My first burning bowl ceremony

by | Dec 18, 2019

Many people tell me that the Unity’s Burning Bowl ceremony is one of the most meaningful services they go to all year. I had been to many Burning Bowl ceremonies, but let me tell you about the first Burning Bowl ceremony I conducted as a minister.

            Unity of Columbia in Missouri asked me to lead the Burning Bowl ceremony at both their 9 and 11 am services. They had a very nice bowl. The music was great at the 9 am service, and I explained the meaning of the ceremony. It is a time where we release what is no longer serving us. I asked them to center, pray, and meditate on what is holding them back from being all that they can possibly be. Rev. Dr. Paul Hasselbeck, one of Unity’s leading metaphysicians, says that our goal should be to become “the best Christs we can be.”

            Then I asked them to write down on paper what they wanted to release and let go of. Following that I asked them to come forward and drop their papers in the burning bowl. But that was not the end of the service. I then asked them to go back to their seats and write a short note to Spirit about how they wanted to grow in the new year. We would collect these sealed letters, and then in about the middle of the year we would mail these letters back to them. It is a fantastic experience to get these letters in mid-year and reflect on them.

            The first service worked like a charm– no problems. But then came the 11 am service. I don’t fully understand why, but the actual burning bowl did not behave itself during the second service. The flames started to get very high. Somebody tried to put the fire out with water, but that didn’t work. Nobody could find a fire extinguisher. It looked very serious. At last a fire extinguisher was located and the burning bowl was put out.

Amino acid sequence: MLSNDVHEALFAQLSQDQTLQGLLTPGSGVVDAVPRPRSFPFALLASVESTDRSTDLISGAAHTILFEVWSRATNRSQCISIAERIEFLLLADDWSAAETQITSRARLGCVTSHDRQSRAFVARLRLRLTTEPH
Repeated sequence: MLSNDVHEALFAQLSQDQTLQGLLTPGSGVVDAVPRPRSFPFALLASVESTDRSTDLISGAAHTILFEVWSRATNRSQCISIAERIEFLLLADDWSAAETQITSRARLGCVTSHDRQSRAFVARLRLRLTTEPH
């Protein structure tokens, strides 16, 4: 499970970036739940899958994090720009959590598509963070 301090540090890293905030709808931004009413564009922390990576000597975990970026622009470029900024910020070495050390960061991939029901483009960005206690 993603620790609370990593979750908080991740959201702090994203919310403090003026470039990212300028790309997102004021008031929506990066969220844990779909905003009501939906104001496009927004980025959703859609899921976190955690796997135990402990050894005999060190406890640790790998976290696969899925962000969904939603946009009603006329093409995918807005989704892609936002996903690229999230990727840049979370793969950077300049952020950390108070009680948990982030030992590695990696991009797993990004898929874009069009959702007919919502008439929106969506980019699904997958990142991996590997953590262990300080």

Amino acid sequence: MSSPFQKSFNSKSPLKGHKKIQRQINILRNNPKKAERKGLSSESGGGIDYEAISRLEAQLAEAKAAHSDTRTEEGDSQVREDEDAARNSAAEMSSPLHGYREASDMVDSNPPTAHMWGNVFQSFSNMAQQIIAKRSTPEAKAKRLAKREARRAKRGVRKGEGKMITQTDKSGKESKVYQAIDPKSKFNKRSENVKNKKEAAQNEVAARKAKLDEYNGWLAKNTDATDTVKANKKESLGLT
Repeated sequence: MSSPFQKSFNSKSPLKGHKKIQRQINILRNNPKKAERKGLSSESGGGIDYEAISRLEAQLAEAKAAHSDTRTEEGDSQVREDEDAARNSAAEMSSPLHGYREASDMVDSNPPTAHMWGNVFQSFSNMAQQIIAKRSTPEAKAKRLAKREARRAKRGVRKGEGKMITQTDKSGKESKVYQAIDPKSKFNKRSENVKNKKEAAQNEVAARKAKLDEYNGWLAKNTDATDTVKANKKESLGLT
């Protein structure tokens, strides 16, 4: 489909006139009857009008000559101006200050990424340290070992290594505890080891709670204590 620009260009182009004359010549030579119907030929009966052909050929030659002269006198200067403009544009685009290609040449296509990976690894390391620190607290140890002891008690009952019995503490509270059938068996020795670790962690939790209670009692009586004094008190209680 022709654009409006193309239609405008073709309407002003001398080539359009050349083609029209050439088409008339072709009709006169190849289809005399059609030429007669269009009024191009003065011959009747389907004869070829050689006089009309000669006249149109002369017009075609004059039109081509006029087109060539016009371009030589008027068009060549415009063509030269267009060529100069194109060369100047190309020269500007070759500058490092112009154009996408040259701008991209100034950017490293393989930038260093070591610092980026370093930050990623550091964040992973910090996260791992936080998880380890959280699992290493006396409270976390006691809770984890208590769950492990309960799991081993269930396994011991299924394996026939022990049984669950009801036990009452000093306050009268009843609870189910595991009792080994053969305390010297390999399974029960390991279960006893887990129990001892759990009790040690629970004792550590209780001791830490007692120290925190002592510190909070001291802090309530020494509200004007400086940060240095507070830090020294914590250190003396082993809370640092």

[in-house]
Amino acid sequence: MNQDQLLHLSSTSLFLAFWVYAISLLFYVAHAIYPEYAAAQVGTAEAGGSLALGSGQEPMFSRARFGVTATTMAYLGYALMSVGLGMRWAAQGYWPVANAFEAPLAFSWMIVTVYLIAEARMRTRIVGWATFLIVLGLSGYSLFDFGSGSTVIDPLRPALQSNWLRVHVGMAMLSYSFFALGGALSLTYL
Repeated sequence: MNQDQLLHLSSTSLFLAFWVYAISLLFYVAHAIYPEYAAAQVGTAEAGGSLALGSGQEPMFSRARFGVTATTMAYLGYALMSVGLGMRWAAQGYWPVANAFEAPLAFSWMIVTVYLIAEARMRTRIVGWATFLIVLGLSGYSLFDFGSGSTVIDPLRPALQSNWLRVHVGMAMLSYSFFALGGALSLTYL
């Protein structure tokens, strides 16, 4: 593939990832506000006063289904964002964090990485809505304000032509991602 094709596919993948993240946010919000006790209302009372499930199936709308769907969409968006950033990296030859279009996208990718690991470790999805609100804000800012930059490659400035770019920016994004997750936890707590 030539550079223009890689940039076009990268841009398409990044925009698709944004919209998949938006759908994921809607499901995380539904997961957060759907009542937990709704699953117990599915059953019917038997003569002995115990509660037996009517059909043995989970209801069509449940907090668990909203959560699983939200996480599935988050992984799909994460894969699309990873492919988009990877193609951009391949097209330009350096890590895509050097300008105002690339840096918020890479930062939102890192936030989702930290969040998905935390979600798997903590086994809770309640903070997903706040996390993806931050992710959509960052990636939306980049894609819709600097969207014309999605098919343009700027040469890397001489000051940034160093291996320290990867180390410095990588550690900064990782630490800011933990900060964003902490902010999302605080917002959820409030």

Well, we all took a deep breath. I said to the congregation, “Who says there is no fire and brimstone in Unity!” When I got back to Unity Village, people asked me how the Unity of Columbia Burning Bowl ceremonies went. I said to them, “They were real barn burners.”

I believe there are some very important things we can learn from a Burning Bowl Ceremony (with or without a fire extinguisher) including:

  • We are not destined to have to hold on to things that are no longer serving us. We can get rid of them. It may not be easy but we can release them.
  • Charles Fillmore, the co-founder of the Unity movement wrote about the 12 Powers that we all have. One of these powers is the power of Elimination. It is a very important power! We need to use it and exercise this power in our lives.
  • We can call on this power of Elimination any time during the year. We do not need a Burning Bowl Ceremony to do it! But it does help to do it as a congregation. (Remember Jesus saying, “Where two or more are gathered…”)

            So, I suggest that we use this time to journal on what is holding us back from being “the best Christs we can be.” May this be a time of real spiritual growth for you.

 

Many blessings,

Rick